The new NFL season returns this weekend to relatively little fanfare in the UK, but that doesn’t mean there’s no interest.
The growth of American football on these shores has seen regular season NFL games arrive at Wembley and Twickenham, while the new Tottenham Hotspur stadium, a ground designed with the sport very much in mind, will host two games this season.
Much of this can be attributed to the foundations that NFL UK has put in place over the last decade, but they haven't been restricted to simple bricks and mortar, though. The London Games have become a regular yearly festival of American football, and a mainstream UK audience is unlikely to have ever been so aware of the game. Beyond the accessibility of live games on Sky Sports every week, the popular BBC highlights show presented by Mark Chapman and featuring ex-pros Jason Bell and Osi Umenyiora has also brought a familiar feel to the coverage for a British audience.
This week, ESPN UK has announced the launch of the Nat Coombs Show, which will feature four new podcasts each week focusing on all areas of American football, from reviews and previews to college football and fantasy teams.
“There are new people coming up to us every year and saying they want to cover the NFL,” Jamie King, Senior Social Media and Digital Content Strategist at NFL UK and Sport Industry NextGen Alumni, told Sport Industry Group. “It’s been overwhelming compared to usual, which is great - two years ago we were really chasing people down and saying you should cover this sport.”
Ahead of the new season, NFL UK is attempting to build similar foundations in a different way. The NFL academy - a new initiative for 16 to 18-year-olds - has been launched with the aim of developing future American football stars a stone’s throw away from the sport’s new London home in Tottenham. Alongside the Enfield-based Barnet and Southgate College, the league will work to develop young talent in multiple college settings, something which has been in the works for the last 18 months.
“What we’re doing is creating a pathway for young British and European players to go to Division One schools in the States. Barnet and Southgate College are essentially launching an American football programme and we come in to overlay the NFL on top of that,” King said.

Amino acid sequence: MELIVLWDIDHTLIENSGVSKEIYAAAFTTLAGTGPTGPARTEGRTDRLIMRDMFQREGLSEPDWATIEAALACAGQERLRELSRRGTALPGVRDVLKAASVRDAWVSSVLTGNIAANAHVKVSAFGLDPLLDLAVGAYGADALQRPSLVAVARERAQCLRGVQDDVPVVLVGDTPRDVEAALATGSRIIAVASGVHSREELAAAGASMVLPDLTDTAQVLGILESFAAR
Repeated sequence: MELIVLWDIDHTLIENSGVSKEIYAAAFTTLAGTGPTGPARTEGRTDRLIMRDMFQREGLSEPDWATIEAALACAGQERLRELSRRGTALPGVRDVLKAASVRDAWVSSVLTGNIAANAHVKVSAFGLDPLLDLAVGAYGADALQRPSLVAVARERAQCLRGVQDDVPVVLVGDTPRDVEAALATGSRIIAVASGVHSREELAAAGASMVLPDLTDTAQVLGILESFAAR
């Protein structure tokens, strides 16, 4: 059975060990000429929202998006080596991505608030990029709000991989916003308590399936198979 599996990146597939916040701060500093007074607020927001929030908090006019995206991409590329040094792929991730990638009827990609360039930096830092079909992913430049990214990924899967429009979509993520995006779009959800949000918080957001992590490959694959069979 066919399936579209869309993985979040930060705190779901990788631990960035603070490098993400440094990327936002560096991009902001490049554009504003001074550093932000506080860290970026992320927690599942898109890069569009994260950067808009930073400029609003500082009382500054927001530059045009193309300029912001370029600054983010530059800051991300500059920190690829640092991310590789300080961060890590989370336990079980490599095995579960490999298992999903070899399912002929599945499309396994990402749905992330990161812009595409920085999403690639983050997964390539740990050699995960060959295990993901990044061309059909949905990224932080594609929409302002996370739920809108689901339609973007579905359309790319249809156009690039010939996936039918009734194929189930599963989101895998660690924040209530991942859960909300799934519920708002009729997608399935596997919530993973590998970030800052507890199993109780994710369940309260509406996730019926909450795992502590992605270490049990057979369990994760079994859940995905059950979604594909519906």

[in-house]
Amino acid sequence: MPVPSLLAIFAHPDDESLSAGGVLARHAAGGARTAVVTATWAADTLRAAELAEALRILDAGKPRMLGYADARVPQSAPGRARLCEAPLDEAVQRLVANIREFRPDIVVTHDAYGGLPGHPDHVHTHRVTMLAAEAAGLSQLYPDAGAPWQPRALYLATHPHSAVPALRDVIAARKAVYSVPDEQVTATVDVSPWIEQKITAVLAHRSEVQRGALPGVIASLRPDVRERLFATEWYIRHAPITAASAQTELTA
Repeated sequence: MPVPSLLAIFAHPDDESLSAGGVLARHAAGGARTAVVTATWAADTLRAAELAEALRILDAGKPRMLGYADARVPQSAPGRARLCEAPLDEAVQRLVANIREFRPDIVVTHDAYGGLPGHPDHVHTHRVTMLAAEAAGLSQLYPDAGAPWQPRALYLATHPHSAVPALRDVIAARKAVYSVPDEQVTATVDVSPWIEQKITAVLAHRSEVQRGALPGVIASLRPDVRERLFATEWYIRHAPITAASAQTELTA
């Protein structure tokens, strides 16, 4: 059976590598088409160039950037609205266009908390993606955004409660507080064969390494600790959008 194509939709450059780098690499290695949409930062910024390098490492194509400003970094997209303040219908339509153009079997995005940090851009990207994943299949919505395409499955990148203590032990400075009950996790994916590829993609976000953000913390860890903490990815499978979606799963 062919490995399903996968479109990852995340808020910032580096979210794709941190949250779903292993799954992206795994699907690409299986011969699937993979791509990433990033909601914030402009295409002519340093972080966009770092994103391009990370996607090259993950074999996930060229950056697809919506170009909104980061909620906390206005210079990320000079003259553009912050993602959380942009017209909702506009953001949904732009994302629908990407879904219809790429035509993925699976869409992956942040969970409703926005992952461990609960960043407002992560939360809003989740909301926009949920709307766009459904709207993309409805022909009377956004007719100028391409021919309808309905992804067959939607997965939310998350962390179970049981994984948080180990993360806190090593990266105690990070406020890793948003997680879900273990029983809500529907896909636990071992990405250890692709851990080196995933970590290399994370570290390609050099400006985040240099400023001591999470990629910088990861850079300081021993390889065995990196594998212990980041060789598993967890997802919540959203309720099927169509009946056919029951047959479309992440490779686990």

80 pupils have come on board in the first year’s intake, but the aim isn’t solely to train athletes in the hope they’ll make the big time in America. All of the pupils are taking A-Levels or BTech qualifications alongside the sporting side of their course; the chance to play American football is simply built into a normal study schedule.
There’s another element to the initiative, too.
“It’s a fan-growth strategy as much as it is a football development strategy,” says King. “One of our big focuses at the moment is how do we create content from this programme to make it relevant to that audience and use it as a fan growth tool on the marketing side. We’re looking - as everyone else is - at the Gen Z audience and how can we attract 15 to 16 year olds. Most importantly, how can we become relevant in their world?”
Within the sporting world, the NFL is a property that lends itself conveniently to the on-demand, entertainment types of content that the likes of Netflix and Amazon Prime are developing. Other sports, meanwhile, are imitating what’s worked in American football. Documentary series like Last Chance U and All or Nothing have been aped by others. The sub-genre of sports documentaries has exploded in the last three years.
“As you can probably imagine we’ve been approached by tonnes of production companies and TV networks about creating that kind of series. Right now, we have no plans to do that, because from our point of view, we really want to work out how this programme is going to run.
“It’s never been done before, so at least for the first year we really want to try and focus on creating content that’s going to live on NFL Academy and NFL channels. Short form, vertical video; trying to turn the athletes into content creators in their own right, which is another really interesting strand of this.”
The pipe dream of seeing an NFL player come through the humble north London academy does seem a long way off at present, but the foundations that have been laid down in the UK over the last decade hint that there’s a chance at growth.
An epic touchdown in his first pre-season game showed Christian Wade was able to create interest at scale in the UK. The former Wasps Rugby player has entered American football through the International Player Pathway Programme and created the perfect storm over the summer, going viral scoring after a 65-yard carry. Wade’s name-recognition, the fact he’s a British player and the sheer sporting thrill of the achievement caught the imagination in the UK.
“He was pretty well known in the rugby world and there was interest around him [joining an NFL team], but when we all woke up that Friday morning after that pre-season game we did not expect to see what we saw!
“That again underlines the importance of a local player and relevance. If that was an American it wouldn’t even have been a story, but because he’s English and he played rugby, people know who he is, and he’s got a British accent, he walks and talks like a British person and I think that makes a huge difference.
“It underlines one of the things we knew already, that British players and relevancy is one of the huge barriers to entry when it comes to being a fan of the sport. If we can find ways to climb those barriers with things like Christian we’re on the right track.”
While Wade's future still remains unclear, two seasons ago the London-born Jay Ajayi won the Super Bowl with the Philadelphia Eagles, and with the way NFL UK is focussing it's resources, we may yet see a London-developed player doing the same thing very soon.